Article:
Focus on Material – OAK
Because the raw materials & neutral authentic colors play such a big role in Scandinavian Design every once in a while we do a post that celebrates the different raw materials. Today we Focus on OAK.
What Characterizes the Material?
Oak is one of the most commonly used woods today for both furniture and flooring. The reason for this is most likely both its beautiful graining and its durability. A well made piece of oak furniture could be passed down for generations. It is a dense and heavier wood that in its raw state can be recognized by its long and smooth grains and its light color. Oak stains really well though, so you can find oak furniture in every color available. It also has a higher resistance to warping than other woods which makes it a great choice for high quality furniture making.
How it’s grown
Oak trees are grown literally around the world. There are over 600 different species of oak but the most common ones are the red oak and the white oak. Oaks can grow as big as 100 feet tall and 50 inches in diameter wide. They are a slow growing tree and only mature and start producing acorns when it’s around 20 years.
The color of white oak tends to be a light beige through brown. Red oak has a bit of a rosier hue instead. Contrary to what you would think their names actually has nothing to do with the color of the wood though. The red oak has its name because of how its leaves turn red in the fall, and the white oak has its name because of its very light grey bark.
Oak is considered a hardwood that grows relatively slow in comparison with for example pine. Because of it’s slower growth the wood grain becomes denser and also cost a bit more than for example pine. But Oak is still considerably cheaper than mahogany or ash because of its availability. It is also weightier than other woods which gives it a substantial feeling of quality. Oak stain really well, so no matter what the original color is you can find oak furniture in every color available.
History of the material and its uses
One thing I learned as I researched this post with a focus on oak is that the Viking Ships from Scandinavia back in the days were actually built by oak. One of the qualities of white oak is its water resistancy because of how its pores are made. This is also why white oak is commonly used in the barrels for aging both wine and whiskey. The white oak has longer rays and is generally a little harder and heavier than red oak. This makes it a good choice for outdoor projects as it can handle both a lot of sun and a lot of rain without rotting.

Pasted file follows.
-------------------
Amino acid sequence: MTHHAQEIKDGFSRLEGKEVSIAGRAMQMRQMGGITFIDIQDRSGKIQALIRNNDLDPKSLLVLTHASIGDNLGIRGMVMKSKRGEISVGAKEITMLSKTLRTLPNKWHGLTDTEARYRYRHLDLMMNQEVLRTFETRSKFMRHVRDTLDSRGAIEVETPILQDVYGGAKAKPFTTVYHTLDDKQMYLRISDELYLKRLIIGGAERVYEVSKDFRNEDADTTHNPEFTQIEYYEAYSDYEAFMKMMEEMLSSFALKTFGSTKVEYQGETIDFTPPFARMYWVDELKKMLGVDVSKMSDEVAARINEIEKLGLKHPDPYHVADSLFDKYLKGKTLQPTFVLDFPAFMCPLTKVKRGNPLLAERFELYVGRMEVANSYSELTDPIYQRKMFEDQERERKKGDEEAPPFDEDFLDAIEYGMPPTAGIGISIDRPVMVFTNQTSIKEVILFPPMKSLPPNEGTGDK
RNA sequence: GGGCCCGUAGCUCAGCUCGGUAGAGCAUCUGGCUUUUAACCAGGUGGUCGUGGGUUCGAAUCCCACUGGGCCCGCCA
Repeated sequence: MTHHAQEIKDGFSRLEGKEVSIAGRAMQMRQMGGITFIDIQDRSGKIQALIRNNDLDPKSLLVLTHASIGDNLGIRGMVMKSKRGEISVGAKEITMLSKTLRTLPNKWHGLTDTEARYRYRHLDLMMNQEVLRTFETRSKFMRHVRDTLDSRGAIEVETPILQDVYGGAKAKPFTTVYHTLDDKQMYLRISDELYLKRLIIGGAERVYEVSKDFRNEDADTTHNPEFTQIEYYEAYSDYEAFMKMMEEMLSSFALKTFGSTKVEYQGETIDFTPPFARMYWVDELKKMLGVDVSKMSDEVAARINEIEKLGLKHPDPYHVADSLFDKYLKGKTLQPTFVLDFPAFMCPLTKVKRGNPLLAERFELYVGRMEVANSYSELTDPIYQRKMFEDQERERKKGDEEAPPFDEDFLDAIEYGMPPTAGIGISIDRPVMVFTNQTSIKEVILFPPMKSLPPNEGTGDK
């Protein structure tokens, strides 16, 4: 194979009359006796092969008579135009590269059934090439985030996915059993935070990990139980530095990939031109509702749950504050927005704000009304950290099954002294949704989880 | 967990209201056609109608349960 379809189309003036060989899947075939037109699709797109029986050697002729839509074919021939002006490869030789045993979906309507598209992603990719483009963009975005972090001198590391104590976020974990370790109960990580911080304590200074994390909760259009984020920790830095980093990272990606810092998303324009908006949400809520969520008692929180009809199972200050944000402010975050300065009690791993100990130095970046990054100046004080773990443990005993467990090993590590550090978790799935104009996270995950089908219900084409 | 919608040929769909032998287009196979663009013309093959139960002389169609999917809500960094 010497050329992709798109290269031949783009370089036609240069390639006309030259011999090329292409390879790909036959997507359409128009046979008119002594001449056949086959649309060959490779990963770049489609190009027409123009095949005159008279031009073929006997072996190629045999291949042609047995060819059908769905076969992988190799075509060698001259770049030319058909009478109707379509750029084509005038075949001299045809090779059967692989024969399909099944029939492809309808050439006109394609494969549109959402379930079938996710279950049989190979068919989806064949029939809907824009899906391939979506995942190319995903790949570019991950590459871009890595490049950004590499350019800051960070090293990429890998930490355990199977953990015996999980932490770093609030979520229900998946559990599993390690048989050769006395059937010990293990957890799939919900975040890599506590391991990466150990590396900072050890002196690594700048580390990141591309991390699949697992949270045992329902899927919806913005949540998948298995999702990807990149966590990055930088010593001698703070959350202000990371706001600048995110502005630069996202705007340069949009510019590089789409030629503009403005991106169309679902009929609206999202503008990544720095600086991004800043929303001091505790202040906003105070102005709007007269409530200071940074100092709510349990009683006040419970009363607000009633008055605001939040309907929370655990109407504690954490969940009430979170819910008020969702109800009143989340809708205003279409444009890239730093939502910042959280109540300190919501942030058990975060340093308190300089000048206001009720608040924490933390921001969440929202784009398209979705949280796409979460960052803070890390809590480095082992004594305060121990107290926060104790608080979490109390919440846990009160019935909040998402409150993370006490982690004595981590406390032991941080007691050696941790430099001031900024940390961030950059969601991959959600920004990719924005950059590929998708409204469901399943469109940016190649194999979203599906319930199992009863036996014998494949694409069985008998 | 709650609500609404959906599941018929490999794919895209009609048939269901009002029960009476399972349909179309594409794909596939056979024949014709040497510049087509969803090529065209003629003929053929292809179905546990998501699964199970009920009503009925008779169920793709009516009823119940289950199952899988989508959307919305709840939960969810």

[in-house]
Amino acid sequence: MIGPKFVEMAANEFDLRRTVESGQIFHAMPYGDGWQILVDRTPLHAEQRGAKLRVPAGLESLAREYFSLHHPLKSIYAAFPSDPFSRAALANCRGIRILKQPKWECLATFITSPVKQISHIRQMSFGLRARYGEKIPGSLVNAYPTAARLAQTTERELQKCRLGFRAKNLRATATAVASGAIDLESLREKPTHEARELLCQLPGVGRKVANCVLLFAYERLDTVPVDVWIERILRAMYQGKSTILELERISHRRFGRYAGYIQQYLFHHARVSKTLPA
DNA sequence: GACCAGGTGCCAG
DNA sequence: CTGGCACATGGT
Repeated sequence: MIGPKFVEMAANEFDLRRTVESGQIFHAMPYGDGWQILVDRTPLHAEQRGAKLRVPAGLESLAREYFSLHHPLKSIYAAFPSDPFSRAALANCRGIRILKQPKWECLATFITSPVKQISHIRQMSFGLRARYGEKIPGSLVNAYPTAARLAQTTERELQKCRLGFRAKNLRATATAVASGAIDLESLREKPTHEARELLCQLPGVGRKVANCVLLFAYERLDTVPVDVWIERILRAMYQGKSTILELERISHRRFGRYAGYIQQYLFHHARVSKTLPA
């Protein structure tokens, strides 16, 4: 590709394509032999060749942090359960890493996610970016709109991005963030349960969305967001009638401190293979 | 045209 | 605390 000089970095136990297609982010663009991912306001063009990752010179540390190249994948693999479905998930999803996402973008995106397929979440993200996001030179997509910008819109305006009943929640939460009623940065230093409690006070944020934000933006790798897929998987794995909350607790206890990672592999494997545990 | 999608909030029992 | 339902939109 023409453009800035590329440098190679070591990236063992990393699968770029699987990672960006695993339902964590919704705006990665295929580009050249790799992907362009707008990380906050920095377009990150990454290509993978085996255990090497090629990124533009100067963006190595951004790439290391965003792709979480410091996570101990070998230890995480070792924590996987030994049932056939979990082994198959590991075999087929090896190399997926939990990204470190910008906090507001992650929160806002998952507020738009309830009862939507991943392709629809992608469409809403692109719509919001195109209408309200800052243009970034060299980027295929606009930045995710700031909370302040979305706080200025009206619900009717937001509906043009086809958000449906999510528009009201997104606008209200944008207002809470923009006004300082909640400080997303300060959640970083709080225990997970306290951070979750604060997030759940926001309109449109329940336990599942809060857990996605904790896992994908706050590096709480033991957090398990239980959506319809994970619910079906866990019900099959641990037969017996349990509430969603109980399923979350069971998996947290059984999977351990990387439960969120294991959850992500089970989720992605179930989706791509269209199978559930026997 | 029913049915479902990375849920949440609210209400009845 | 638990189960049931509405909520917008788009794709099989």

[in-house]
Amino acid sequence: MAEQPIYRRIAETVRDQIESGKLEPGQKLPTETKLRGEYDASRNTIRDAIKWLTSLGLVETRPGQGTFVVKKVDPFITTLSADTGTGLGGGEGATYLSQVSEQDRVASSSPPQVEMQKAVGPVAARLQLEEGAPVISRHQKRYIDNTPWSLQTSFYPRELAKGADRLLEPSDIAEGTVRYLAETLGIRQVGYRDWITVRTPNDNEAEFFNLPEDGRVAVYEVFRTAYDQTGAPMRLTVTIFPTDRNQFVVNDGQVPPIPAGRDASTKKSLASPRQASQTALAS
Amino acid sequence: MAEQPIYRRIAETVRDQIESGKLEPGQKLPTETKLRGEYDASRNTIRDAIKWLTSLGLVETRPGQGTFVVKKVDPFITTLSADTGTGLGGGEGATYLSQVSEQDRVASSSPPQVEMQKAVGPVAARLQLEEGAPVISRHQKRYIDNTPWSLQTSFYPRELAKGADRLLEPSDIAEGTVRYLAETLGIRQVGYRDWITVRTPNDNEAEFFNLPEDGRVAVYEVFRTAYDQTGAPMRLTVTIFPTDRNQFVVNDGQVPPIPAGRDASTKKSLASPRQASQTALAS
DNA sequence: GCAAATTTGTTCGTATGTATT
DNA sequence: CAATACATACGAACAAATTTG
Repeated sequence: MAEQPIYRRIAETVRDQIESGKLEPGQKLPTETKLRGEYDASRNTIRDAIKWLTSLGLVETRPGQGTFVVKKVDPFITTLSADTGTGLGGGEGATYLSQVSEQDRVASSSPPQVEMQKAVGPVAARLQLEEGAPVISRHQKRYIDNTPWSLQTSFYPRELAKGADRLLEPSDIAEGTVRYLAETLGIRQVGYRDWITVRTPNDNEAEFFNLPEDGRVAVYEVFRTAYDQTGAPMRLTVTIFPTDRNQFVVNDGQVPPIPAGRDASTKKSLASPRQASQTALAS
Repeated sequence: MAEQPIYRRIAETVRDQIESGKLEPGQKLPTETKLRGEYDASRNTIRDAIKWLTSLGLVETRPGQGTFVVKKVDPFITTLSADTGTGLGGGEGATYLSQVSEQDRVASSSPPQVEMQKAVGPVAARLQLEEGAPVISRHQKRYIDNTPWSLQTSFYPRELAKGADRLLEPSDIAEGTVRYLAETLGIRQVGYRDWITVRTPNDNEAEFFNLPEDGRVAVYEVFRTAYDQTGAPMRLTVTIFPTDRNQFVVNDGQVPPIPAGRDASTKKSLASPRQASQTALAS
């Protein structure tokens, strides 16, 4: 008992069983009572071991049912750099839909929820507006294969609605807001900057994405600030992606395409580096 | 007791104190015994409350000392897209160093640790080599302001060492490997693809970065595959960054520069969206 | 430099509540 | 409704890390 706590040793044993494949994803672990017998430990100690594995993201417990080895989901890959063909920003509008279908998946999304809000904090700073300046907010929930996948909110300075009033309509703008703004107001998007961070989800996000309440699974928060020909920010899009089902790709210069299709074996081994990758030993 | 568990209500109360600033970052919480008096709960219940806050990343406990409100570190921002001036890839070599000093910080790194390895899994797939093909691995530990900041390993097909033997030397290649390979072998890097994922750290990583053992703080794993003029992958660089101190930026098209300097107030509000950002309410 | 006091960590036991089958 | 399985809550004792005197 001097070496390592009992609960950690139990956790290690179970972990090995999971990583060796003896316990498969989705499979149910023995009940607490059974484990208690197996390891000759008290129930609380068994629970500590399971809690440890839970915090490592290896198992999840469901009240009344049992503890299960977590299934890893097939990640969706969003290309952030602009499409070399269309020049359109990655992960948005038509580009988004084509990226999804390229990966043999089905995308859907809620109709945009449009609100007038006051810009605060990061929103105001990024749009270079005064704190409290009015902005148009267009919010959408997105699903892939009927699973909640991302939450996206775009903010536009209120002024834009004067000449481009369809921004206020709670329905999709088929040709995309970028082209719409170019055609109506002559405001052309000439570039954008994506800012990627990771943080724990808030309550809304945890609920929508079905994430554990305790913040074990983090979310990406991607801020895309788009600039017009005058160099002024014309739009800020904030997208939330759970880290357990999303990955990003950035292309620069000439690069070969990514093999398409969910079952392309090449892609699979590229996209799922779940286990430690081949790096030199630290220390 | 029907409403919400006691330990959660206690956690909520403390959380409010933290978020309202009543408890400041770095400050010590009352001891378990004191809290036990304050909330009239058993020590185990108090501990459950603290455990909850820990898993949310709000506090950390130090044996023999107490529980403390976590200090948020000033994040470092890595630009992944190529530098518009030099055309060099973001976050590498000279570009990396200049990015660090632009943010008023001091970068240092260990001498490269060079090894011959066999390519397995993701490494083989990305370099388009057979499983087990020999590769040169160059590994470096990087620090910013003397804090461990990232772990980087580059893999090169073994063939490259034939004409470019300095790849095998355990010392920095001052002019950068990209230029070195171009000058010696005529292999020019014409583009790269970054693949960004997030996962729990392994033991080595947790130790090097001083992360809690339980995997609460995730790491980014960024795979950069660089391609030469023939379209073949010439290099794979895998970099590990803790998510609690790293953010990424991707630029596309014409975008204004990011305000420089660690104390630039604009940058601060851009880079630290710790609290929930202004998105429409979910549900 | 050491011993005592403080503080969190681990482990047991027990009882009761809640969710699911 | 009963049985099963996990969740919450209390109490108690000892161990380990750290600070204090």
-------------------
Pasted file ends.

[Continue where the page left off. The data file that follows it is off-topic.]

Red oak was historically used to build railroad tiles and wagon wheels. Today it’s the kind of oak that is mostly used for hardwood floors, kitchen cabinets, restaurant interiors etc.
How it’s produced
After the oak tree is cut into a log there are 3 different ways its cut or sawn. This affects the grain pattern and overall finish of your furniture.
- Flat sawn. This is the fastest,most economical and most common way to saw a log. It makes a wide grain pattern, like big U’s or cathedrals.
- Quarterly sawn. This is a more costly way to saw a log and it produces quite a different look. The grain produced here is straight but it also exposes the medulary raise that gives it a very distinct pattern.
- Rift sawing is a mix of both of these techniques. From this you get a straight and narrow, evenly colored grain.
- Apart from these cuts, another available variation to solid oak is oak veneer. It’s made by a very thin wide sheet of oak that is glued on a cheaper and lighter piece of wood. Although the oak veneer is not solid all the way through it can still be a great option for your furniture. What you want to look for is mainly that the piece is well built, that the joints between the different parts are well fastened with no gaps.
How to take care of it
Oak is low maintenance compared to other woods.
How to care for your oak furniture depends largely on what finish it has. Generally its best to stay away from commercial polishes and cleaning solutions as these may damage the finish of your furniture.
As with most woods, over time they will somewhat change color, and oak can pick up a little bit of an amber hue. This happens naturally because of its exposure to oxygen and UV-light. Because of this reason we recommend that if you are thinking of getting a set of furniture, get the whole set all at once to make sure that all of your pieces have the same color. Adding another chair later, even if it’s the same type of wood and manufacturer might give you a set that looks like it has slightly different colors.
Did you know that there is a whole list of famous individual oak trees? I most certainly did not. One of them is the so called “the Emancipation Oak”. It is a historic tree located at the campus of Hampton University in Virginia. It was the place where the black community of the time was gathering to read president Abraham Lincolns document on the emancipation of slavery.
Another famous oak is one Called the “Major Oak”. It is located in the middle of the Sherwood Forest in Nottinghamshire, England. According to local folkore this is supposedly the tree where Robin Hood and his men slept. It is thought to be between 800-1000 years old.
That is all for today. We hope you gained some new insight and appreciation from us bringing our material focus on oak today. Maybe you’ll look at that piece of oak furniture that you have or are thinking of buying with some new eyes. If so, then our mission with todays post was accomplished.
Until next time,
(goodbye in swedish)
// Josefine from Scandinavian Style House